6. It cannot be disputed that in terms of Order VII, Rule 14 of the Code, where a plaintiff sues upon a document in his possession or power in support of his claim, he shall enter such document in a list, and shall produce it in Court when the plaint is presented by him and shall, at the same time deliver the document and a copy thereof to be filed with the plaint. Sub-rule (3) of Rule 14 thereof clearly provides that a document which ought to be produced in Court by the plaintiff when the plaint is presented, or to be entered in the list to be added or annexed to the plaint but is not produced or entered accordingly, shall not, without the leave of the Court, be received in evidence on his behalf at the hearing of the suit. Sub-rule (4) thereof provides that nothing in the said rule shall apply to document produced for the cross-examination of the plaintiffs witnesses, or, handed over to a witness merely to refresh his memory. Similar is the provision under the Sub-clause (3) of Rule 1 of the Order XIII of the Code. Being so, it cannot be disputed that if the plaintiff fails to mention the documents in the list annexed to the plaint and to place on record a copy of such document, which is required to be produced under the law at the time of filing of the plaint, the plaintiff is not entitled to produce any additional document thereafter, without the leave of the Court. The contention of the learned advocate for the petitioner, however, is that such leave has necessarily to be obtained prior to the documents being placed on record. The contention cannot be found fault with. But, at the same time, it is also to be noted that nothing prevents the Court in its discretion to grant leave subsequent to the documents being produced before the Court even though such documents were not entered in the list annexed to the plaint. It would depend upon the facts of each case. Undoubtedly, the order of the Court in that regard will have to be a speaking and reasoned order. In the case in hand, however, the said issue does not arise at all.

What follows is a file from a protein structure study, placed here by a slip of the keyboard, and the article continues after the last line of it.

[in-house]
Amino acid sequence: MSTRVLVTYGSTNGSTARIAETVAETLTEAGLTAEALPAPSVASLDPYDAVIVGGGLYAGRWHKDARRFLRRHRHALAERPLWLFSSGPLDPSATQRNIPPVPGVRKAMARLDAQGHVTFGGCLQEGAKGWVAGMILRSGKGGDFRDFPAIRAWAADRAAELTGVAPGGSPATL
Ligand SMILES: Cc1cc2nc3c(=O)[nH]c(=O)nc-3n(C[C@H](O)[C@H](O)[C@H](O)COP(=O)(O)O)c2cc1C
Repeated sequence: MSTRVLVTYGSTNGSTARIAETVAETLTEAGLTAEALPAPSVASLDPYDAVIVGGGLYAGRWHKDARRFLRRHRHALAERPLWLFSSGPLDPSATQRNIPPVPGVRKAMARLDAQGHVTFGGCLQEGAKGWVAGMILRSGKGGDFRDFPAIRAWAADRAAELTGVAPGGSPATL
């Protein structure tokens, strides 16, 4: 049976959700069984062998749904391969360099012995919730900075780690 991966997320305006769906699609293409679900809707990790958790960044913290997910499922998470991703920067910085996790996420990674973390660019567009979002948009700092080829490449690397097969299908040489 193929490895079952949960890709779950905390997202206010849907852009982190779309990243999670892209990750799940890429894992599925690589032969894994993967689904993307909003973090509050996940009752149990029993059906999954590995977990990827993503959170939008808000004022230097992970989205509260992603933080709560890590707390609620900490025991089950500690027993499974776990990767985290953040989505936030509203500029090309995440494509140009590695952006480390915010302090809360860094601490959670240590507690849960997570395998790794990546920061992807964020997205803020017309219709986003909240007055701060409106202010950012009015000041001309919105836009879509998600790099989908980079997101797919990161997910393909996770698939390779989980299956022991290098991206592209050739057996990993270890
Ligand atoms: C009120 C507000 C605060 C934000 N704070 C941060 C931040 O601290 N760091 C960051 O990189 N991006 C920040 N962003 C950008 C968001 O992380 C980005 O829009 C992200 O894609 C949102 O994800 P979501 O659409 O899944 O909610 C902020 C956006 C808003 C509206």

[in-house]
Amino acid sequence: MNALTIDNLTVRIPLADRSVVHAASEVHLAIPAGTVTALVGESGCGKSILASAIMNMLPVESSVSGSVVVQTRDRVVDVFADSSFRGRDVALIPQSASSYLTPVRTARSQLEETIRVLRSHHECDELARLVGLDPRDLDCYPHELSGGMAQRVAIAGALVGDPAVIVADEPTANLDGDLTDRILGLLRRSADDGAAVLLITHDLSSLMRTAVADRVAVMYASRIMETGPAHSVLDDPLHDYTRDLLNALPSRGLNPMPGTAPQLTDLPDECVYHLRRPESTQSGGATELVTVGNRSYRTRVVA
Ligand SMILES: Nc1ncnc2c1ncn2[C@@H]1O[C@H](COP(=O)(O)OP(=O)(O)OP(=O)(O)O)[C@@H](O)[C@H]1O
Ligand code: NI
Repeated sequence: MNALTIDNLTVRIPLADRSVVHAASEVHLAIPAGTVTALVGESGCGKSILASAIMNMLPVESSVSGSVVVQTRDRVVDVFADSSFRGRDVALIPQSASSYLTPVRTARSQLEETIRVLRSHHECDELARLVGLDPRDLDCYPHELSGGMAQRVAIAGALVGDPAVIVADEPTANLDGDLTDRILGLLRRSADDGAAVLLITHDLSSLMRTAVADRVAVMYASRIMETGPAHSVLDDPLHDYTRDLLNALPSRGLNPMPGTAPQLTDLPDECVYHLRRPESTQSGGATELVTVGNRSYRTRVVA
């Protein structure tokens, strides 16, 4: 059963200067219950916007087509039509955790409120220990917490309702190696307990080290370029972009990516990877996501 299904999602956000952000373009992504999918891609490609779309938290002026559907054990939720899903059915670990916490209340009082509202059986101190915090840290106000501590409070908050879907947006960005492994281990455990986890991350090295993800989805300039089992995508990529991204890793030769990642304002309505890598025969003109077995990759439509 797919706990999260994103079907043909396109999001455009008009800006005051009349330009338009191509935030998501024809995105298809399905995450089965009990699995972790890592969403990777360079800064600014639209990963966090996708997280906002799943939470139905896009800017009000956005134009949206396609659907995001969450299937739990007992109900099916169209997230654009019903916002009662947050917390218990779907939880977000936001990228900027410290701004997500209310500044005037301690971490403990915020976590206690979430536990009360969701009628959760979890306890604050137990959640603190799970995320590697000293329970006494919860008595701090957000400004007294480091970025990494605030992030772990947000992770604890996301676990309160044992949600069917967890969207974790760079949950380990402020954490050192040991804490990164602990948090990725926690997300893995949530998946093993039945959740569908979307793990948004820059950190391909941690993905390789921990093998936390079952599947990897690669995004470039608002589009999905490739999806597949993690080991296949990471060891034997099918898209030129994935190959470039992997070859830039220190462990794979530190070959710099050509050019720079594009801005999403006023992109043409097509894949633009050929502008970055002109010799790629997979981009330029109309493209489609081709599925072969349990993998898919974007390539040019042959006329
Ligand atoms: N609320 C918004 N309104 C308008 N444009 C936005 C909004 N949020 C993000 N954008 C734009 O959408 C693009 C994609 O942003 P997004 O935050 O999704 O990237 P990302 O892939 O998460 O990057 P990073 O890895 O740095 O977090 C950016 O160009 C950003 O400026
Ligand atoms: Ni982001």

7. It is a matter of record that the suit in question has been filed for eviction of the petitioner from the suit premises. Various objections are sought to be raised by the petitioner regarding the rights claimed by the respondents to seek eviction of the petitioner from the suit premises. It is also true that the documents have been filed after filing of the written statement by the petitioner. Nevertheless, the petitioner has right to cross-examine the deponent who has filed the affidavit along with the documents and also to lead further evidence including documentary evidence, as these rights are specifically reserved to the petitioner while granting leave to the respondents to produce the documents. It is also to be noted that the documents which are sought to be produced are all relating to the property in question. They are the property card, municipal assessment bills, notice dated 8th July, 1996, sketch of the suit premises, and copy of the L.C. Suit No. 244 of 2004. Equally it is pertinent to note that neither before the trial Court nor in the Revisional Court nor in the proceedings before this Court, the petitioner has been able to successfully contend that any of those documents are either irrelevant or immaterial for just and appropriate decision in the matter.